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Militant Journalism

Anti-racist protesters shut down Wisconsin school board meeting

Anti-racist protesters shut down a school board meeting in Burlington, Wisconsin, Nov. 9, in response to the board’s unwillingness to seriously discuss racism in Burlington schools. The meeting was set to address the question of teaching an anti-racist curriculum, using components of the Black Lives Matter movement, within the Burlington school district.

Families whose children had experienced racism in these schools formed the Burlington Coalition to Dismantle Racism and invited members of The People’s Revolution and the Party for Socialism and Liberation to join in solidarity at this important meeting. During the public comment section, Burlington alumni and their families shared stories of racist harassment spanning years and decried the fact that the school board has never taken racism seriously. When the school board moved on to the next agenda item without so much as apologizing for the families’ experiences, the protestors shut the meeting down.   

Photo credit: La Lux Photography. Used with permission.

“These families are standing here crying and you’re going to move on to the next thing? You can’t even apologize or acknowledge the harm you caused them,” a protester cried out. The school board became agitated and refused to carry on with the topic of racism, so the protesters called out to shut it down. Protesters began chanting “Black Lives Matter” and “Wake Up Burlington,” fists in the air and marching right up to the front of the room. The school board quickly decided to adjourn the meeting and began to leave, but the protesters remained, standing on chairs and continuing to chant and demand the school board do better. While there was no threat of violence, the school board called upon several police officers to escort the protesters out of the building.

Evidence of racism within Burlington schools abounds. Black and Brown children have been violently attacked, harassed and disrespected by classmates and were ultimately the ones to face discipline, not their white classmates who perpetrated the racist acts. While there are fewer than 50 Black students in the entire district, these students are disciplined at a rate five times higher than white students. Racial slurs have appeared in graffiti numerous times. Multiple school board meetings have been convened around the ongoing issue of racism. Yet, the Burlington administrators are reluctant to offer any solutions to make the schools safer for Black and Brown students.

Photo credit: La Lux Photography. Used with permission.

Controversy arose in the community after one teacher began implementing lessons related to Black Lives Matter. When Burlington reactionaries caught wind of this, they organized a Facebook group “Parents Against Rogue Teachers” to disparage the teacher and threaten her job and life. At the school board meeting, concerned residents warned against using any curriculum related to “Black Lives Matter, Incorporated because it is a Marxist organization,” and advocated for social Darwinism to be implemented in lesson plans instead. As if to back up the racist remarks coming from some community members, school board member Taylor Wishau, who had also participated in disparaging the teacher online, displayed the Thin Blue Line flag on his mask and mug. Despite the hostile environment, other Burlington residents came out to support the BLM curriculum and urged the school to address racism in the school in a more intentional way.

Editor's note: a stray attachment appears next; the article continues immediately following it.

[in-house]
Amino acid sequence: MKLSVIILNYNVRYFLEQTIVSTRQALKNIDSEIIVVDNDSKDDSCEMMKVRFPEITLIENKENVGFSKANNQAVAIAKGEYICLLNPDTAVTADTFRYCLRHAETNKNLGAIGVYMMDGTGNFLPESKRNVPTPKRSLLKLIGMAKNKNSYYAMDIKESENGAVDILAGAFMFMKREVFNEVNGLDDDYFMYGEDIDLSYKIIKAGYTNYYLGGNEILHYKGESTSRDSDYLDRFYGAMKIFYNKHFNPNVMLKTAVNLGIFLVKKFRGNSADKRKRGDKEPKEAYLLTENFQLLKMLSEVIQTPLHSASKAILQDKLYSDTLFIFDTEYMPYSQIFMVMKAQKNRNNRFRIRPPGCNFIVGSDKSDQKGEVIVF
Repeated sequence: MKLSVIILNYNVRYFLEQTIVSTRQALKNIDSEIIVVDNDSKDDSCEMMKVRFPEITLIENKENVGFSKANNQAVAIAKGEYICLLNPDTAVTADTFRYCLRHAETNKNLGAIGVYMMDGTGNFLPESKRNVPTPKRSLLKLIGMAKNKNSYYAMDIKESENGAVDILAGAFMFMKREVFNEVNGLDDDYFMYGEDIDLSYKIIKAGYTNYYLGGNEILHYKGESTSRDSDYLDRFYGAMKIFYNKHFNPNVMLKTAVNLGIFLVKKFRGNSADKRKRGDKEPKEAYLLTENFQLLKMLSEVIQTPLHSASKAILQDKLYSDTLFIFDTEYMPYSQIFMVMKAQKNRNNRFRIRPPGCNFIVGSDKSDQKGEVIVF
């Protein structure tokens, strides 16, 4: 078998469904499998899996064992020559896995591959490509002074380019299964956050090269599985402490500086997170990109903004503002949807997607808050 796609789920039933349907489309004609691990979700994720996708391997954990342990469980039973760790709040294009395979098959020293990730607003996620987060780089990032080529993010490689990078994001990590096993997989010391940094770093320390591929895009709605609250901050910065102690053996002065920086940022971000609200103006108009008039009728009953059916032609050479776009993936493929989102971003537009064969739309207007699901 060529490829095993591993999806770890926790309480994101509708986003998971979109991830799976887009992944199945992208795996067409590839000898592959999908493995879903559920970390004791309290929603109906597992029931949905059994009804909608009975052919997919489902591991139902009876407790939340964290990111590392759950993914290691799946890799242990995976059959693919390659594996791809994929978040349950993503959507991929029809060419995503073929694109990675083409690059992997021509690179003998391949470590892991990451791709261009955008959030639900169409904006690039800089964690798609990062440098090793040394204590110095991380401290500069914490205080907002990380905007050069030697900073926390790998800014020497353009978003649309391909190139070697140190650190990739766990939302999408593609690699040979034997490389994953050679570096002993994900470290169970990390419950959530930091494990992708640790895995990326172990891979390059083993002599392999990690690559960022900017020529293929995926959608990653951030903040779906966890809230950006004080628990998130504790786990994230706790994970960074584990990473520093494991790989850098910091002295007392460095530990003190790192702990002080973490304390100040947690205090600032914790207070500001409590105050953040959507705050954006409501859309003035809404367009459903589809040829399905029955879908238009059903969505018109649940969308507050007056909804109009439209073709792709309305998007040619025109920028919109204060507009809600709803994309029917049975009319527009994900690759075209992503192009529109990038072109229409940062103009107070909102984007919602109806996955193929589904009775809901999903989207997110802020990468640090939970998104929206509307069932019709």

“Those people didn’t read the Black Lives Matter curriculum. They saw the name and turned it down,” said Kamila Ahmed, an organizer with The People’s Revolution. “If we can teach the kids about the Nazis and the Boston Tea Party and pilgrims and all this…. Why can’t we start teaching them about Black Lives Matter today? This is history in the making. This is a turning point for the United States and people are waking up. We have to continue to wake them up with education, especially for our children.”

Implementing anti-racism policy would be one step to interrupt the perpetual systemic racism within the school district, though it does not seem that the administrators see that as a priority. Protesters at the school board meeting demonstrated a stronger commitment to the safety of Black and Brown Burlington students than the board members or racist community members ever have. “Witnessing the complacency and ignorance from the school board and members of the community on the struggles of BIPOC (Black, Indigenous and people of color) families was gut-wrenching and insulting to say the least,” said Sean Scheuler, an organizer with the Party for Socialism and Liberation and The People’s Revolution who attended the protest. “However, the strength of the families who spoke, and the members of the community who chose to defend and uplift those families invigorated hope within the struggle. The fight isn’t over until the school board meets the needs of the BIPOC community.”

The protesters vowed to return to Burlington and continue to support these Black and Brown families, whose children deserve to find safety and belonging in their school. This action demonstrated the power of the people when they impede upon the status quo in the name of racial justice. It is crucial that the Black Lives Matter movement continues to show up for progressive anti-racist voices in small rural and urban settings, where reactionary tendencies often make it even more difficult and dangerous to stand against white supremacy.

Cover image credit: La Lux Photography. Used with permission.

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